This seminar was part of the
Computer Science House Operating System Seminar
Series. The OS Seminar series is a weekly two hour seminar covering
the internals of many modern operating systems. For more information,
visit the link above.
The BSD operating system has been around in one form or another since 1977. Originally, it was derived from AT&T Unix, but recent releases have been "unencumbered". Since the dissolution of the CSRG, there are many groups supporting the BSD product: BSDI (commercial), NetBSD, FreeBSD, and OpenBSD. This seminar will focus on the CSRG's release of the 4.4BSD Operating System since it is a subset of all current BSD derivatives.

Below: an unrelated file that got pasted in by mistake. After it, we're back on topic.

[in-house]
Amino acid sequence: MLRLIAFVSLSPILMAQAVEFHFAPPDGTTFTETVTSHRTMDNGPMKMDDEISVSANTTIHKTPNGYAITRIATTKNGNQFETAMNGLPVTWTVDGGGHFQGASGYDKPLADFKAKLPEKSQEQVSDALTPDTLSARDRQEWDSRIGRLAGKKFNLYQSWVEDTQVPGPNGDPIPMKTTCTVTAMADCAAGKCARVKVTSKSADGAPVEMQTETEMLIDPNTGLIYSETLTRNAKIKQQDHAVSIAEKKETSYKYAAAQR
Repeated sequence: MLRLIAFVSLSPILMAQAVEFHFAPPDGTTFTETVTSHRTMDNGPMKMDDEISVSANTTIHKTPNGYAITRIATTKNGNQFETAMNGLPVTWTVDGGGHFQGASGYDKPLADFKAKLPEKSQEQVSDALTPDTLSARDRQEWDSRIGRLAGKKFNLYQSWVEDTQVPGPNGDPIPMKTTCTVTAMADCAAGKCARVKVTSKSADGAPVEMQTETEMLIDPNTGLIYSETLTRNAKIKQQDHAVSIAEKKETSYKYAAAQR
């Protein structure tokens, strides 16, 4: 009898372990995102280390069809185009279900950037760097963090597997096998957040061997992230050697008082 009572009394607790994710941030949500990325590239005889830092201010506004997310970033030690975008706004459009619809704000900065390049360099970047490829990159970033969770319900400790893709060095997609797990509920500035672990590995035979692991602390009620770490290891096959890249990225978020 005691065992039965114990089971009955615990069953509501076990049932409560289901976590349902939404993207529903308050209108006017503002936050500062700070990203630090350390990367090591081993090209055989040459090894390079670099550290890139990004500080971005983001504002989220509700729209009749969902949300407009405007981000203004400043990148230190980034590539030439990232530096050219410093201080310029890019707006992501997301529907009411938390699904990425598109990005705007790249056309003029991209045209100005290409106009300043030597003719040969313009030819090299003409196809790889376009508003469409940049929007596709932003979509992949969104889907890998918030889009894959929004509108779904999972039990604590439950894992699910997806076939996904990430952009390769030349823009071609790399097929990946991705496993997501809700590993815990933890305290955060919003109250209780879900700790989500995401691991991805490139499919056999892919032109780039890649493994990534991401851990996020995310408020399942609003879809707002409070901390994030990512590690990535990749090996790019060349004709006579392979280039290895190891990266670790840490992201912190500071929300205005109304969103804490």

Beginning with a brief history of the development of BSD Unix, the seminar will quickly move into technical details. I'll start by describing briefly the tasks the kernel is responsible for, then I'll explain the interaction between the top and bottom halves. Following that, I'll describe processes, scheduling and context switching. Next I'll cover the implementation of virtual memory. If time allows, I'll cover the vnode layer and the basics of filesystems and device drivers.